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CBC still reviewing why it deleted the word ‘Palestine’ PDF Print E-mail
Jan 08, 2021 at 12:00 AM

The CBC’s censorship of the word "Palestine" had the unintended result of shining a spotlight on this decades-old erasure of Palestinian national identity in both the Canadian media and government.

Last summer’s fiasco at Canada’s national broadcaster, when the CBC censured the word “Palestine,” has brought continued focus to the debate over bias in North American media. According to the Ombudsman’s website, he is still working on cases from July, 2020. When a decision is made, the results will be made public.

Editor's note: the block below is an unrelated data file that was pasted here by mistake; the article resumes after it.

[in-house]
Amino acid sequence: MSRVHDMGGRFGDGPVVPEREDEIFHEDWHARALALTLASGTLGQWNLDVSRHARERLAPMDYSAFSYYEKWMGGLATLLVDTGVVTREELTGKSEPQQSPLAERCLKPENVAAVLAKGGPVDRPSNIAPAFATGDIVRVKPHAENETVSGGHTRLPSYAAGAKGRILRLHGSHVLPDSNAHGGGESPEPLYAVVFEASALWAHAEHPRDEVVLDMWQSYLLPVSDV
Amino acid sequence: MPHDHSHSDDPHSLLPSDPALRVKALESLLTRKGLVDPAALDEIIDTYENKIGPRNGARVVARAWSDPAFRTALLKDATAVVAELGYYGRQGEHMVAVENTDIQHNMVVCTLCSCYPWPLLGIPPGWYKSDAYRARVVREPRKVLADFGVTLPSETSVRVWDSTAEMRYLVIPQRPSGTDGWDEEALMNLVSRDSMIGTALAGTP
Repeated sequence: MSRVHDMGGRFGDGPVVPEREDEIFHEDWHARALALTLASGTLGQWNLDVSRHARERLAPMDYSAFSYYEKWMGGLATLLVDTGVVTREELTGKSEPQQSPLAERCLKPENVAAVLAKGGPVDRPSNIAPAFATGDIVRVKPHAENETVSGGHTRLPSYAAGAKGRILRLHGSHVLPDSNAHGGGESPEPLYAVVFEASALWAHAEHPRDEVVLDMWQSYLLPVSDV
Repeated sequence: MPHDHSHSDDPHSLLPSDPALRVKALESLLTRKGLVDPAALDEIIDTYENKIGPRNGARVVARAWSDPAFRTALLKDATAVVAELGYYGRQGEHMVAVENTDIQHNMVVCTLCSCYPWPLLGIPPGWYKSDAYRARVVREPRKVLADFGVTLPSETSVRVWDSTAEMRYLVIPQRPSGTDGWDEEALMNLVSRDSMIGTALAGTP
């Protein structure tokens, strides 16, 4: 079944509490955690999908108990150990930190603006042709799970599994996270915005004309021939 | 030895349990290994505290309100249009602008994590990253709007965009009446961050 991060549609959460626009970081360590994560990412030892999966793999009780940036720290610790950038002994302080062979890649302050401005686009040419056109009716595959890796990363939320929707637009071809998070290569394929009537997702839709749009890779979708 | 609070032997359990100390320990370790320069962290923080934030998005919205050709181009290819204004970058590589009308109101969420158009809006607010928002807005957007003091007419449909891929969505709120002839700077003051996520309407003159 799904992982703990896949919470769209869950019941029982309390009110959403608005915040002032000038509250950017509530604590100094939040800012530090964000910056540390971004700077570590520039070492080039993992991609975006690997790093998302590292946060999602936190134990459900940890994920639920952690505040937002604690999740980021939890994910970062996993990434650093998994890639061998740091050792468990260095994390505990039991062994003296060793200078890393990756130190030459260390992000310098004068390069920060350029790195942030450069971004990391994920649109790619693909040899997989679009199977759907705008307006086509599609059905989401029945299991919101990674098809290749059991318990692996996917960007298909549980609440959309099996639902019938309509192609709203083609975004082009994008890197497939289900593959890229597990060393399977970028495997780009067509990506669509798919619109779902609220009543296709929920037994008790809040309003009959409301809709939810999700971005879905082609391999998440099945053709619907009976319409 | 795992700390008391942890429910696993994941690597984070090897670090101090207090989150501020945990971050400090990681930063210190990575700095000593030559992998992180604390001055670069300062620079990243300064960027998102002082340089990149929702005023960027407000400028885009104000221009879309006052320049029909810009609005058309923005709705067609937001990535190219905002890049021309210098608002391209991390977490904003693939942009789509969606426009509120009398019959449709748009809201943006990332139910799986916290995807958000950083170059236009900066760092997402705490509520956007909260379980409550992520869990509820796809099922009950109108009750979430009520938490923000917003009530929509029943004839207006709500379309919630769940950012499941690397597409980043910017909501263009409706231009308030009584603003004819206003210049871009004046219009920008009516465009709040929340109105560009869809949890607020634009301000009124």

Some brief background: On August 18, 2020 Duncan McCue, the host of the CBC show “The Current,” used the word “Palestine” in an interview with cartoonist and journalist Joe Sacco. Later that day the word was cut from the online transcript of the show and the following day on August 19 McCue issued an onair apology for using “Palestine” instead of “Palestinian territories.” The journalist had originally said “In so much of your work, context is key — whether it’s Palestine, or whether it’s Bosnia. In this book when you’re asking the Dene about their history…” In the revised transcript the CBC published deleted the clause about Palestine, posting: “In so much of your work, context is key. In this book when you’re asking the Dene about their history…” In his apology, McCue told listeners, “Yesterday, in my interview with Joe Sacco, I referred to the Palestinian territories as Palestine. We apologize.”

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